Ephraim Mojalefa Ngatane was born in Maseru, Lesotho (then Basutoland) in 1938, moving to Johannesburg in about 1943. He was educated at Mooki Memorial School, where his talent was recognised and promoted from an early age by his primary school teacher, Mrs E.L. Mooki, and later at the Orlando High School in Soweto. Between 1952 and 1954, he studied painting at the Polly Street Art Centre under Cecil Skotnes (qv.), later going on to teach at the centre in its various manifestations. Though an important figure inside its environment and credited with influencing and developing several major talents – notably those of Dumile Feni (qv.), Louis Maqhubela (qv.) and Ben Macala – Ngatane’s concern was for an often politically charged, though equally often celebratory, documentary realism. In this and his resistance to primitivising expressionism, he stands outside of the stylistic mainstream in the Polly Street and Jubilee Centre environment.
In 1955, Ngatane joined the seminal ‘weekend painters’ group initiated by Durant Sihlali (qv.) – from whom he also received some instruction at the Polly Street and Jubilee Centres. In the debate which characterised the weekend workshops, other, more naturalistic and documentary options were explored than those promoted in the formal teaching situation; a distinctively painterly, psychologising and realist tenor came to characterise Ngatane’s work – and, in time, to define a virtual alternative tradition to that of township expressionism.
In 1964, already well established as a professional artist and having held two solo exhibitions, while also making ends meet by painting ceramic pots at the Majolica Pottery in Doornfontein, Johannesburg, Ngatane was hospitalised with tuberculosis at the Charles Hurwitz South African National Tuberculosis Sanatorium in Soweto. It was during his confinement that he encountered and inspired the young Dumile Feni, who found in Ngatane a model for his own headstrong practice as an artist. Ngatane and Dumile produced a series of murals at the sanatorium, most of which however, have subsequently been painted over.
While his work, over time, explored several different registers – from documentary realism to an abstracting painterliness, to a politically charged use of religious symbolism – what defines the importance of Ngatane’s work, as well as his influence on his contemporaries, is its uncompromising concern for the gritty and atmospheric representation of township experience in the South African context of the time.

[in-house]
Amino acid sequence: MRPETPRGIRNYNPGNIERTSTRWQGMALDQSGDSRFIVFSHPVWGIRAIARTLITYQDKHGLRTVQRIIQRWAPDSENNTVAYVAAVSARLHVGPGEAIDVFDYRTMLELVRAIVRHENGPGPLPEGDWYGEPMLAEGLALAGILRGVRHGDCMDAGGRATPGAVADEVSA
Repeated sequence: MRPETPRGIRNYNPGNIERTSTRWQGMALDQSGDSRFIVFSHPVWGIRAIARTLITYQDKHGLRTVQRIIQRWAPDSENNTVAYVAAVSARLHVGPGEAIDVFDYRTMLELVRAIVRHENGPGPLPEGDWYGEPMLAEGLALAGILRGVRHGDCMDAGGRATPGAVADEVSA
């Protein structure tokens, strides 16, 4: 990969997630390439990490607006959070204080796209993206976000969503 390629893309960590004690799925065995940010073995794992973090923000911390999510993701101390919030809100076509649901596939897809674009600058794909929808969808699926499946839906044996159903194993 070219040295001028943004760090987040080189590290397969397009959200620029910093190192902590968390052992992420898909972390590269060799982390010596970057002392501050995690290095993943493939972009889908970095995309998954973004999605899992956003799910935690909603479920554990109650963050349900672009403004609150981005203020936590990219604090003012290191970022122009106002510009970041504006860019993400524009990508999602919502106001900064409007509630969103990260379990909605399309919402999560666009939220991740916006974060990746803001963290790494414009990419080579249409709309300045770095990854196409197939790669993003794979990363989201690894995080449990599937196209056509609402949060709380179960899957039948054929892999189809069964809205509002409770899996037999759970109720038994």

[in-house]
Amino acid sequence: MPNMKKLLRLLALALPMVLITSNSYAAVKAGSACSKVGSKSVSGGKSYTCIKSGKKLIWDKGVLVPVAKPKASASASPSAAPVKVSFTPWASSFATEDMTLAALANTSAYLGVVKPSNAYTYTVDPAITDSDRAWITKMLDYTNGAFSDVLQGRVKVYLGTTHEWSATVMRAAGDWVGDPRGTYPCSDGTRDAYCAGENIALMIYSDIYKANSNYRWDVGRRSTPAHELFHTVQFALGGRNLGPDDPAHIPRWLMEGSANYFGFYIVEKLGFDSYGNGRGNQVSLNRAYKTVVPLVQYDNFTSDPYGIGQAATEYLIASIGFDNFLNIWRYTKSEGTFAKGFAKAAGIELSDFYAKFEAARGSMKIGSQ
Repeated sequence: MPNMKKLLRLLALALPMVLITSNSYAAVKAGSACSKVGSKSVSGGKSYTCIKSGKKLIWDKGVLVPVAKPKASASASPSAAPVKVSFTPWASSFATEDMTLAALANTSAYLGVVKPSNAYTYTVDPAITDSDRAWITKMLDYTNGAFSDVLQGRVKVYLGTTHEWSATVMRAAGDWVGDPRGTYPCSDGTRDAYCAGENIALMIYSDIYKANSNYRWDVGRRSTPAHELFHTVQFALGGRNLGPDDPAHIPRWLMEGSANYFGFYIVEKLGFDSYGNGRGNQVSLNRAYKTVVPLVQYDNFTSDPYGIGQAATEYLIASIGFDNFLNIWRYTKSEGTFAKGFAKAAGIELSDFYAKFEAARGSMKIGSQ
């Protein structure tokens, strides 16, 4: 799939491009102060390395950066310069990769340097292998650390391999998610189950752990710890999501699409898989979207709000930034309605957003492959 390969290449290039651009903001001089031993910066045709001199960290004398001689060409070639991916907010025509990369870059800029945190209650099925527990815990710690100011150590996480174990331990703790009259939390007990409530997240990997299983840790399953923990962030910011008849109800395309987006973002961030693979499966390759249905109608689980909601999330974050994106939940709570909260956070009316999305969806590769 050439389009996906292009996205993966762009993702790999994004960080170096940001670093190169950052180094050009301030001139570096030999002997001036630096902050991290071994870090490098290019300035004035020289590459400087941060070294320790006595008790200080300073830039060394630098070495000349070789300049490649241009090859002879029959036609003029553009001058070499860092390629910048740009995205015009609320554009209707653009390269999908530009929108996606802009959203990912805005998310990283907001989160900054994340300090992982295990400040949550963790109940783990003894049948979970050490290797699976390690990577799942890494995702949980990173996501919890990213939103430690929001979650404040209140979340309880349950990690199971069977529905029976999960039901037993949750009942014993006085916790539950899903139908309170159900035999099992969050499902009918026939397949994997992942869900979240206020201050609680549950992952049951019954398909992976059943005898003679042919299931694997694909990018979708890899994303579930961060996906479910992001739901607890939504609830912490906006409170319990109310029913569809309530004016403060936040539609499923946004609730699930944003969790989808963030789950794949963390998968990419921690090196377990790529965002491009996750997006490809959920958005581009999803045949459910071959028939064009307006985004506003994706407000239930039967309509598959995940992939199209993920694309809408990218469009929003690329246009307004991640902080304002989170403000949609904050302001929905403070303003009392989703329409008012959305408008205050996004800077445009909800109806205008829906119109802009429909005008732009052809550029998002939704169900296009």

Apart from being a painter whose importance in the development of South African traditions is increasingly acknowledged, Ngatane was also an accomplished alto-saxopohonist in the jazz idiom. He died of tuberculosis in 1971 at 33 years of age.
Born Maseru, Lesotho, 1938; died Soweto, 1971. Training 1952–1954: Studied at the Polly Street Art Centre under Cecil Skotnes (qv.). Exhibitions 1960: Artists of Fame and Promise, Lawrence Adler Galleries, Johannesburg. 1962: Solo exhibition, Cape Town. Solo exhibition, Pretoria. Artists of Fame and Promise, Adler Fielding Galleries, Johannesburg. Solo exhibition, Adler Fielding Galleries, Johannesburg. 1963: Solo Exhibition, Adler Fielding Galleries, Johannesburg; Polly Street Artists, Lidchi Art Gallery, Cape Town. 1964: Solo Exhibition, Adler Fielding Galleries, Johannesburg; Transvaal Artists, William Humphreys Art Gallery, Kimberley. 1965: African Art 1965, Adler Fielding Galleries, Johannesburg. 1966: Republic Festival Exhibition, Pretoria; African Art Exhibition, Piccadilly Gallery, London; Solo Exhibition, Adler Fielding Galleries, Johannesburg. 1969: Champs Elysees Gallery, Johannesburg; Polly Street Artists, Helen de Leeuw Gallery, Johannesburg. 1971: Champs Elysées Gallery, Johannesburg. 1972: Group Show, Gallery 101. 1981: Black Art Today, Jabulani Standard Bank, Soweto. 1983: Group Show, Gallery 21. 1986–7: Johannesburg Art and Artists: Selections from a Century, Johannesburg Art Gallery. Collections Pretoria Art Museum; Sandton Town Council Collection; William Humphreys Art Gallery, Kimberley; University of the Witwatersrand Collection, Johannesburg.
Ephraim Ngatane. Source: Esmé Berman. 1983. Art and Artists of South Africa. A.A. Balkema: Cape Town/Rotterdam. p. 339.